Finding out you are ineligible to register as a bone marrow donor can prompt feelings of sadness and frustration from many willing candidates. It is important to remember that these age restrictions and eligibility requirements are put in place to provide the most viable options to blood cancer patients in need of transplants. The age limit was not designed to discriminate, but to allow for successful treatment outcomes.
I am over the age of 55, why can’t I donate?
Even at 55 years of age or older, a person can be in excellent health, but the truth is, our chances of health problems and complications during medical procedures increase as we get older. In twenty percent of donations, a surgical procedure is performed under anesthesia to extract the bone marrow from the donor’s hip. As we age, we become more and more vulnerable to the side effects of anesthesia, including memory loss, confusion, heart attack, or stroke.
In addition to potential donor risk, older donors can also jeopardize the safety and wellness of bone marrow recipients. As blood stem cells age, their ability to efficiently regenerate and function properly deteriorates. For a successful donation, the stem cell yield needs to be higher in order to improve the chances of success.
I am under the age of 18, why can’t I donate?
Unfortunately, individuals under the age of 18 are not eligible to register on the bone marrow registry. The legal age of consent in the United States is 18, and because bone marrow donation is a voluntary medical procedure, the donor must be of legal age to give informed consent. In cases of voluntary medical procedures, guardians and parents cannot sign a release or give consent for a minor.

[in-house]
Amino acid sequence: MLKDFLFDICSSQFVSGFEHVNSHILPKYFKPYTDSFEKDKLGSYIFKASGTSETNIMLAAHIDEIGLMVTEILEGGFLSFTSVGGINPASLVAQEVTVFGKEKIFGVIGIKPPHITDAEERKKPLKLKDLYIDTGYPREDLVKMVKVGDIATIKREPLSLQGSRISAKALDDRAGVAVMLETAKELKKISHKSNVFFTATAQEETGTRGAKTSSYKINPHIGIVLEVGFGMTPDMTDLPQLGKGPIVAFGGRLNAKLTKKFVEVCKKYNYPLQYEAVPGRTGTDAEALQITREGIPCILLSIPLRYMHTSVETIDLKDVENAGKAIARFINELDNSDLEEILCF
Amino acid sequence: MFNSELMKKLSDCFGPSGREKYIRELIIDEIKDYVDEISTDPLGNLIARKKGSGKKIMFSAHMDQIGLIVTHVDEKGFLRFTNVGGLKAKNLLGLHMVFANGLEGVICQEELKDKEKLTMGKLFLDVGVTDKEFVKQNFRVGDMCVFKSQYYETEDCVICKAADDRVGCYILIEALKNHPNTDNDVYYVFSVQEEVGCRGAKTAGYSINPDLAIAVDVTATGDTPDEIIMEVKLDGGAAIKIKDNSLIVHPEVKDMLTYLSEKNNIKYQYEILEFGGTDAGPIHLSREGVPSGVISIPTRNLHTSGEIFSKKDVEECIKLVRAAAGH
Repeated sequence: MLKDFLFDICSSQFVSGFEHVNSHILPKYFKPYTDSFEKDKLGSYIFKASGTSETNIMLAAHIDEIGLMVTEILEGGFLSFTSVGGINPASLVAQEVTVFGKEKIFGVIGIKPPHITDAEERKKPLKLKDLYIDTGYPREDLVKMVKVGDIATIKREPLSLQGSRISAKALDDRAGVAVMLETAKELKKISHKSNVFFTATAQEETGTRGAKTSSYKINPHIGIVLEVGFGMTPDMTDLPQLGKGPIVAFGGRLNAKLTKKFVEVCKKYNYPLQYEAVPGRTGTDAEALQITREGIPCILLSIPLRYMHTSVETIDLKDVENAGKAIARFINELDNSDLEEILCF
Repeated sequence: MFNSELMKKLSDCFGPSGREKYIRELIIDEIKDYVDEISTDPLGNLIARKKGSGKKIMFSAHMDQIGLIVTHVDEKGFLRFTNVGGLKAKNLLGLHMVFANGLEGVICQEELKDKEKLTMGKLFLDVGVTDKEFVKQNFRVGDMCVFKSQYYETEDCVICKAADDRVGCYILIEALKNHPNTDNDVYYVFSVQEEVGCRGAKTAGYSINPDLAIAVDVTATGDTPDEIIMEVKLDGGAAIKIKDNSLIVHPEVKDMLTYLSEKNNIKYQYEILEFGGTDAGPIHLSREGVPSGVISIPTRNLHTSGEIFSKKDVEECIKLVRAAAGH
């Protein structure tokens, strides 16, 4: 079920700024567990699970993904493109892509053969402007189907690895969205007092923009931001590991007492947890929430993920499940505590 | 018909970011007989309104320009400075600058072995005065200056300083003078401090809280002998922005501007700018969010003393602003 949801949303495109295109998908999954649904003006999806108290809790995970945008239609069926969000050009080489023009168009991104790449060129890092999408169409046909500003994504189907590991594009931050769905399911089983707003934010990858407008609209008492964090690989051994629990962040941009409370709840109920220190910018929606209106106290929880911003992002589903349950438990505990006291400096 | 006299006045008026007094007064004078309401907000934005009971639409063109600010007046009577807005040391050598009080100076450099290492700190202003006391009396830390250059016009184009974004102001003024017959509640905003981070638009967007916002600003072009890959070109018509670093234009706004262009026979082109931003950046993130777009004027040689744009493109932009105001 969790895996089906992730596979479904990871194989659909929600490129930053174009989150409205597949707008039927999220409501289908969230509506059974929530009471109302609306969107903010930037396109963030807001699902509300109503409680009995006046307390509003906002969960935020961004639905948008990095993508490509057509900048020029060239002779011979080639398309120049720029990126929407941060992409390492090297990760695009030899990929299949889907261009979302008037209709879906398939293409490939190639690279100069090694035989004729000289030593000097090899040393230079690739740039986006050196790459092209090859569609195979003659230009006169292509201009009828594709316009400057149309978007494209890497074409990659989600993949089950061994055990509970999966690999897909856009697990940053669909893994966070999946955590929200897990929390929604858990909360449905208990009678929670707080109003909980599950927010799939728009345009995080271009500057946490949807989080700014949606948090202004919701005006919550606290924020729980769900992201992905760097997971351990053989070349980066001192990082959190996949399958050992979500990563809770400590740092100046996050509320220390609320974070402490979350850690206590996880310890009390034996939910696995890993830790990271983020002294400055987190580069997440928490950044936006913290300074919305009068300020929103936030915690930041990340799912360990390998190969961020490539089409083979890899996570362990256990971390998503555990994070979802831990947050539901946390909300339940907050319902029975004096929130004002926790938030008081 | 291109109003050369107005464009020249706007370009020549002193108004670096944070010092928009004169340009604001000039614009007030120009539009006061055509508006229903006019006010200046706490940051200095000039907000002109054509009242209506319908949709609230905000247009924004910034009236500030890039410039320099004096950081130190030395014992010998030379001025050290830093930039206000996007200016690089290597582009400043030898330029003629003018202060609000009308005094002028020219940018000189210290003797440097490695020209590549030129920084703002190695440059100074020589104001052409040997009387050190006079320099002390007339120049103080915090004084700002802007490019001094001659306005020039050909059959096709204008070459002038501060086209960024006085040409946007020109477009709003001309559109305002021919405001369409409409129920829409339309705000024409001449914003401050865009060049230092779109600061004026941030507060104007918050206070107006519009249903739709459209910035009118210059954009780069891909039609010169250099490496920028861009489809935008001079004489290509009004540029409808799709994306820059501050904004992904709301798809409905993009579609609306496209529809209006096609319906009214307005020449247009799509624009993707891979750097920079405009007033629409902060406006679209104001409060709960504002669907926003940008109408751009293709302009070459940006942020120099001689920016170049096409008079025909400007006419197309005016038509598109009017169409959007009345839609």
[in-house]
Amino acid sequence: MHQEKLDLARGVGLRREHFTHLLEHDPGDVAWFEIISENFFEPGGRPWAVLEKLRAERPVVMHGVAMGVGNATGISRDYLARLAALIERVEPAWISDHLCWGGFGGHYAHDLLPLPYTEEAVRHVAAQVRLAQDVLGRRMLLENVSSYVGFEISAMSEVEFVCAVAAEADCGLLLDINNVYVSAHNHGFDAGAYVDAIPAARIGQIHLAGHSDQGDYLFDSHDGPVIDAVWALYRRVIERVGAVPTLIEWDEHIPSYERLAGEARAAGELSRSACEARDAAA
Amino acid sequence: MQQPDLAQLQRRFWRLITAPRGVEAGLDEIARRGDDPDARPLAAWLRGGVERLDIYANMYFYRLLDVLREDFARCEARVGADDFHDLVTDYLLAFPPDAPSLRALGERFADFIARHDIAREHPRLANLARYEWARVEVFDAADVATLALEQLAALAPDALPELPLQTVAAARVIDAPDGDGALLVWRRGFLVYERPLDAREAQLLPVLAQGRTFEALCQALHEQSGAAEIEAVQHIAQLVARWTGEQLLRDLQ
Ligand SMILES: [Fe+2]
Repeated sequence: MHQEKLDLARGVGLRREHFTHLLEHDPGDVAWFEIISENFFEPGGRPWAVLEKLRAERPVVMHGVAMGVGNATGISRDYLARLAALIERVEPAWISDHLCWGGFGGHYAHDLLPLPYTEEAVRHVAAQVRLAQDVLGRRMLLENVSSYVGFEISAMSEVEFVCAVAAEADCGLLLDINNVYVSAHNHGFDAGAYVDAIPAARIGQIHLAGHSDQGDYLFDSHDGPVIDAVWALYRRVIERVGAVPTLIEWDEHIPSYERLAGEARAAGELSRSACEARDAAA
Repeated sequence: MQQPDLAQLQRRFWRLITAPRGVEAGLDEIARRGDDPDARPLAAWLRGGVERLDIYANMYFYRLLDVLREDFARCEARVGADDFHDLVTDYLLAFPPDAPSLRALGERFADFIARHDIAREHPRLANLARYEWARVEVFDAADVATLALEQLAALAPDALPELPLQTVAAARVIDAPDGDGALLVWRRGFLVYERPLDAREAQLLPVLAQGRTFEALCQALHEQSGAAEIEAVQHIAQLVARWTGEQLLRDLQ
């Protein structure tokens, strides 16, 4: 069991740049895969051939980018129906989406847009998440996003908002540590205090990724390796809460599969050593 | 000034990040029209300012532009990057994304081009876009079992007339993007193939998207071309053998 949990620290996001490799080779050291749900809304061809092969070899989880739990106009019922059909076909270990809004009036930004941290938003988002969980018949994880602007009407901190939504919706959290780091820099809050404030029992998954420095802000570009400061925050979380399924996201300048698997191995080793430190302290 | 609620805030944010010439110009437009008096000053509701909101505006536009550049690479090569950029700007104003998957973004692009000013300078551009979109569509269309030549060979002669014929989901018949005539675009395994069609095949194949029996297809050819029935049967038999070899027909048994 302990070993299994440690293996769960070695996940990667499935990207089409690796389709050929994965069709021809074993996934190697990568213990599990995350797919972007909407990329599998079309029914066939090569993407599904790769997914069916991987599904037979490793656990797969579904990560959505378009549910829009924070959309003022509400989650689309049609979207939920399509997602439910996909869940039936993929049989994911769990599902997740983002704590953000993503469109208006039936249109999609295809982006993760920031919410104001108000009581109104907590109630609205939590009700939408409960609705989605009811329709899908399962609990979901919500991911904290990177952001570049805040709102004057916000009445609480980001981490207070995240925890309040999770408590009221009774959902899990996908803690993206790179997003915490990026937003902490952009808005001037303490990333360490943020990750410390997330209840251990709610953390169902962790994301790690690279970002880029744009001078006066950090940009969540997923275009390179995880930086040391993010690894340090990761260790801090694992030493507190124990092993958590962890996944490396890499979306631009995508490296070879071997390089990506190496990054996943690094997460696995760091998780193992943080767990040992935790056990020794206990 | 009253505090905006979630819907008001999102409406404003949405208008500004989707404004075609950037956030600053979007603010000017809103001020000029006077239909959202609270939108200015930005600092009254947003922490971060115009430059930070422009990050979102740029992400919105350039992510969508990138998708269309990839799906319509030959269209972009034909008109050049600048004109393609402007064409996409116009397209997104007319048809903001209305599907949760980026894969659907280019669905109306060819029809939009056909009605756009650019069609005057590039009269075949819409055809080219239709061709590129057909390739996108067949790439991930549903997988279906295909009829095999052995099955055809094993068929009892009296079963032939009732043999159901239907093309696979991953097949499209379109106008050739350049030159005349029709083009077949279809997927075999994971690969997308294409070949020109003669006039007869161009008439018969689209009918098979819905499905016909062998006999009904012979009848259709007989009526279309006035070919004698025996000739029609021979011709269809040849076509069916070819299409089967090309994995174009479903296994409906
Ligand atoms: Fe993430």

Do age restrictions still apply for family members?
When a bone marrow donor is found within the family, the age limitations do not apply as they normally would. Rather than being swabbed to join the bone marrow registry, underage family members can be tested as a match for just the familial patient.
Once a patient is identified as needing a bone marrow transplant, their siblings are normally tested immediately because they have a 25% of being a match. If no siblings are identified as matches, parents and close relatives are encouraged to get swabbed. Haploidentical matches, commonly known as half-matches, are normally found in other relatives. Almost all patients have a half-match in their family, but haploidentical transplants are not always a viable option for everyone, some patients need as close to a perfect match as possible for the best chances of survival.
If a sibling match or haploidentical match is found in a relative who is a minor, the relative can donate their bone marrow to the patient as long as the donor and the recipient are in the same family and mutually consent.
If you are either too old or too young to join the bone marrow registry, don’t worry, there are so many other ways to make an impact in the lives of blood cancer patients. Volunteer your time, become an ambassador, or host a bone marrow registry drive in your community. If you would like to learn more about how to get involved, please contact There Goes My Hero at 443-339-4375 or email us at firstname.lastname@example.org.